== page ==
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The Myth of the Elevator Speech

by Doug Stern  |  
November 21, 2006

I wish I had a nickel for every time a marketing director asked the elevator speech question: "What if someone asks, 'What do you do?' and you have 20 seconds to answer? What do you tell them before the doors open and one of you gets off?"

I think, therefore I am

Since professional service providers tend to spend a lot of time in their head, they're ready to pitch at the slightest glimmer of interest from another human being (prospect). The brain is the default filter for everything.

Lawyers, for example, might offer an elevator speech along the lines of "I add value to leading privately held companies by addressing the sophisticated legal issues relating to complex ownership succession."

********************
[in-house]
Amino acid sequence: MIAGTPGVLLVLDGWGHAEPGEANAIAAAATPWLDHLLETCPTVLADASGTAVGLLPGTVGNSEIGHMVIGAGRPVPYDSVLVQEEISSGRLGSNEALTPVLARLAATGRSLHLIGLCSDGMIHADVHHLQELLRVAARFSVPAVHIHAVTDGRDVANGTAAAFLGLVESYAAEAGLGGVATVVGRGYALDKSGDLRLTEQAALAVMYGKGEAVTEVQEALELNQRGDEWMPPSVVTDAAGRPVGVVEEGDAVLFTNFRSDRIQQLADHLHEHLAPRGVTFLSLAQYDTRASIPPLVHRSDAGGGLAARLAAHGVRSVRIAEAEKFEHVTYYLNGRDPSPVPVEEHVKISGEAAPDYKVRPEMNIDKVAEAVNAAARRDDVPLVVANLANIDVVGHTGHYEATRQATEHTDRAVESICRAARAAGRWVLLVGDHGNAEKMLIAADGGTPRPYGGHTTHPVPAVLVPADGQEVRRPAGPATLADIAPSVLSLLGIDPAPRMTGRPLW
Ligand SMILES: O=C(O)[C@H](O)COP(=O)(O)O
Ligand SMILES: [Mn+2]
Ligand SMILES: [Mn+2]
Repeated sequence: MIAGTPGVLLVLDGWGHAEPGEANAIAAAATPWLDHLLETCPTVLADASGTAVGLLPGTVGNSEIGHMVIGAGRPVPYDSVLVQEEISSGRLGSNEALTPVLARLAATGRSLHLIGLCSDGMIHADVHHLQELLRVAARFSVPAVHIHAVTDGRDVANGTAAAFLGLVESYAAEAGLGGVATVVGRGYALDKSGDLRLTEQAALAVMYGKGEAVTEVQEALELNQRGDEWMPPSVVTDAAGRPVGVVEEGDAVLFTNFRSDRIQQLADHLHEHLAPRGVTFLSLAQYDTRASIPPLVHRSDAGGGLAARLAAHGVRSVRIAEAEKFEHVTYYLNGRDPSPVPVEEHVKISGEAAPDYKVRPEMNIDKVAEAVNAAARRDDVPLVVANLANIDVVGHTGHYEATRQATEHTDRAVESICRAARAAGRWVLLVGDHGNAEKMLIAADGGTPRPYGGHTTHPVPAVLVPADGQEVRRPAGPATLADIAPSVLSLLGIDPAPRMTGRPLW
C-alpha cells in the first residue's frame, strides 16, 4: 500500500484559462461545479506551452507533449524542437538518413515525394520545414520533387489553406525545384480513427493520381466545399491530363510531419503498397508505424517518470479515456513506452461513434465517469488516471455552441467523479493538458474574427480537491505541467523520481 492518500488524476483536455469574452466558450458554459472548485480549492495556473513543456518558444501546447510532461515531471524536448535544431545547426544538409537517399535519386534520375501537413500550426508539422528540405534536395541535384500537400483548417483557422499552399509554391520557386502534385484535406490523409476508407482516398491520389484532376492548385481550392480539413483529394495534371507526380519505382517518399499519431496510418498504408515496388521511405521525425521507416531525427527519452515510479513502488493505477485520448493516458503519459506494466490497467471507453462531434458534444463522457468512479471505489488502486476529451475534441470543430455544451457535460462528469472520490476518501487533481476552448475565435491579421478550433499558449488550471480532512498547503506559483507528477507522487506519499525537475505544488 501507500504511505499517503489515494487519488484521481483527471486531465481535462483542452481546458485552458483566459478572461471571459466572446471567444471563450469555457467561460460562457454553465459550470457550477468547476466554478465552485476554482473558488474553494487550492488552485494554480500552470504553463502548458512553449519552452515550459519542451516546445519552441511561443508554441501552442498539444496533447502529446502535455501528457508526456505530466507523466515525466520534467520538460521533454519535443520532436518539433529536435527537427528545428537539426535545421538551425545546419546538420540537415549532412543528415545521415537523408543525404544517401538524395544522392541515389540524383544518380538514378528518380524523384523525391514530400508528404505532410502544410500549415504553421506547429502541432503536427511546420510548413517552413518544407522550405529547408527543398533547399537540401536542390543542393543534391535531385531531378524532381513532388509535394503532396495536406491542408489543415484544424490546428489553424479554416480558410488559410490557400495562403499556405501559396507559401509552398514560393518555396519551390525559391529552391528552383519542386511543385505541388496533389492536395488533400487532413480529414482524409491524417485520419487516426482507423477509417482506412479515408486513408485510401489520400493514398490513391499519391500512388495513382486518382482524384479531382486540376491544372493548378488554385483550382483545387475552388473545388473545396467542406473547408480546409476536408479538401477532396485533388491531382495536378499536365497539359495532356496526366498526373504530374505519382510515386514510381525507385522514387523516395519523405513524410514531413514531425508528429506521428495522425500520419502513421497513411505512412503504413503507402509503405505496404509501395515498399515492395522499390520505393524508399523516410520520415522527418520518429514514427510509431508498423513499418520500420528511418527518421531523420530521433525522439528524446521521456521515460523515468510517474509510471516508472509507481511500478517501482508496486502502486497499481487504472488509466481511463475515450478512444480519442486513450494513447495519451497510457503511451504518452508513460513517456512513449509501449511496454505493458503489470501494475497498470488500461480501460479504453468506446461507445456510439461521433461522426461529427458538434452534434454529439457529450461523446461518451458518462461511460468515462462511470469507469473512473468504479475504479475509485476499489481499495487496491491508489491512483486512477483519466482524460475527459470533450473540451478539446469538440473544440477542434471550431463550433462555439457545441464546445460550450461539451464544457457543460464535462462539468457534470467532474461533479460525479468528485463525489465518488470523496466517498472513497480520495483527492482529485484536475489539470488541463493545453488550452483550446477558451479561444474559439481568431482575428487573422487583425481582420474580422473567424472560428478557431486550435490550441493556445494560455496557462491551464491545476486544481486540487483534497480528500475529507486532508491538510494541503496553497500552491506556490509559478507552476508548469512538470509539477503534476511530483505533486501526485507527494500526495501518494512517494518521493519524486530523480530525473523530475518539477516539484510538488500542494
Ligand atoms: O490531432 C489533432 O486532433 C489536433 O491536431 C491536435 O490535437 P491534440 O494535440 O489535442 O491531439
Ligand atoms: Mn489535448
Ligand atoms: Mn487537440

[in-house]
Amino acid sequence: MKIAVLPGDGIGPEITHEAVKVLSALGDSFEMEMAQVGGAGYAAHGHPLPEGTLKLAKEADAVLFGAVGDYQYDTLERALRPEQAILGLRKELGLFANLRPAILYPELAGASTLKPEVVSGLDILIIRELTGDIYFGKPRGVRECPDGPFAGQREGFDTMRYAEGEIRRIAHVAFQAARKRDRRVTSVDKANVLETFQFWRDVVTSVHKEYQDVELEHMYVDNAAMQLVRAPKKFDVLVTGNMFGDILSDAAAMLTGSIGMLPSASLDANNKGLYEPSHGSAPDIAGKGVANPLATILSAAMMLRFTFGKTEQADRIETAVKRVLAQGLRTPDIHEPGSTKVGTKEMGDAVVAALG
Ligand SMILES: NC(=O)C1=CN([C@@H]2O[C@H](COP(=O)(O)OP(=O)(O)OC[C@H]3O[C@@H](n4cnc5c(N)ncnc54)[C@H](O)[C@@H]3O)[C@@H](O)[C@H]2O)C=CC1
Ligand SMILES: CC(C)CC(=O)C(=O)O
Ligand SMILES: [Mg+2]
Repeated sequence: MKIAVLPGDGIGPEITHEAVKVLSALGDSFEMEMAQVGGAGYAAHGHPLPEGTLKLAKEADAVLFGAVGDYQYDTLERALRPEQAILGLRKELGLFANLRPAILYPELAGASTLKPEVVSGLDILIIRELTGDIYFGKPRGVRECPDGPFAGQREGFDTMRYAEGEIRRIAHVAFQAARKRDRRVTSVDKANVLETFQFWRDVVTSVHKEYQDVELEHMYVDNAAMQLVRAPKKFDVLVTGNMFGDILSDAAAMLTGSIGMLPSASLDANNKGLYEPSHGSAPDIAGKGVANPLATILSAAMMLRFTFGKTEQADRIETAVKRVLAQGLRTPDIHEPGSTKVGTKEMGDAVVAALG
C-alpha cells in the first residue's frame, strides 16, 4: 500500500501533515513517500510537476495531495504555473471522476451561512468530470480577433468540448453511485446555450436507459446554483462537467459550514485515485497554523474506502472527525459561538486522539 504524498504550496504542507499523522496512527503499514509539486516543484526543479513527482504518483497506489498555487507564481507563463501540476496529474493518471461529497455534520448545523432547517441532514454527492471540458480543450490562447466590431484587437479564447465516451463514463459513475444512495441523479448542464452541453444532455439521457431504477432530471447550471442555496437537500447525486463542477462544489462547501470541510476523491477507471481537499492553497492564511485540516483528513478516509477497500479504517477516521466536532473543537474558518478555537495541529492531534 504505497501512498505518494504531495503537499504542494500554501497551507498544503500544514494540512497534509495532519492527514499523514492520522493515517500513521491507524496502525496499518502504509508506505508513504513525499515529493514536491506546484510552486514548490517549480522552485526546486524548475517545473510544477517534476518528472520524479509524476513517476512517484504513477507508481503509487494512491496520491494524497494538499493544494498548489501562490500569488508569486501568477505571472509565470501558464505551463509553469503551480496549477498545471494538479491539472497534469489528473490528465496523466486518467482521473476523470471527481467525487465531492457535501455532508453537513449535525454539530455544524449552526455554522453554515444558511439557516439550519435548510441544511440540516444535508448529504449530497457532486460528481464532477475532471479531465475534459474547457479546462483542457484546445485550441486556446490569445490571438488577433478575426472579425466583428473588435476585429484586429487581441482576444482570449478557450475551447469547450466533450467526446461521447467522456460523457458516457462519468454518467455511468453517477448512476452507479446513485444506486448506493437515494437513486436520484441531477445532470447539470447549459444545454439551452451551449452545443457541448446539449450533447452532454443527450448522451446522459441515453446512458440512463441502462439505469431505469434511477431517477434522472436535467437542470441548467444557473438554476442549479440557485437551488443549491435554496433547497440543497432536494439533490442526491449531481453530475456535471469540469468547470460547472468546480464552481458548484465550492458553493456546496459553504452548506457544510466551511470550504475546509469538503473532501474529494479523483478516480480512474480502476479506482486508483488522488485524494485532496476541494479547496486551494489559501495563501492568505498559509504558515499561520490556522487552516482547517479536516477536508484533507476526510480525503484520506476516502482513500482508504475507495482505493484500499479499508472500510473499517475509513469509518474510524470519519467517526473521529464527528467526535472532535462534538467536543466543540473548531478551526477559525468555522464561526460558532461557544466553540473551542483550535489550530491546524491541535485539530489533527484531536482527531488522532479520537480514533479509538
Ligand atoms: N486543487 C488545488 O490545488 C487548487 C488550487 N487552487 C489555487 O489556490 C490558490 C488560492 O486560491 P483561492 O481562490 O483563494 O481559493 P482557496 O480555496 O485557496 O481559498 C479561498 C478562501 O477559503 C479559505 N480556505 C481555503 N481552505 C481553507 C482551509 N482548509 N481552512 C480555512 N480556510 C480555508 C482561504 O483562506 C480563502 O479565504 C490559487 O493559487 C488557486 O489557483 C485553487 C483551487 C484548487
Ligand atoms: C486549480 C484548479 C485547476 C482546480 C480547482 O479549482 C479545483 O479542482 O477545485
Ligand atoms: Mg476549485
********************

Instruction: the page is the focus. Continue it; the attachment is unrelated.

Nice try

Or, they might turn themselves upside down and inside out figuring out, as one expert recently put it, how to "spark interest in the potential client without sounding like a salesperson."


The question, however, is not about wanting a snappy summary of how you make a living. It's not about re-framing the question from the other person's point of view to come up with a non-pitch pitch.

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Doug Stern ( is a freelance business writer and marketing strategist based in Louisville, KY. Contact him at 502-599-6624 or

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  • by Ford Harding Wed May 7, 2008 via web

    I liked this article and agree that most of the time people ask what you do as a conversation filler, or, if you are lucky, a conversation starter. But in business situations, people may realy want to know what you do. Even then you want to keep it simple, and, if possible, memorable. It just can't be as glib as the examples you give.

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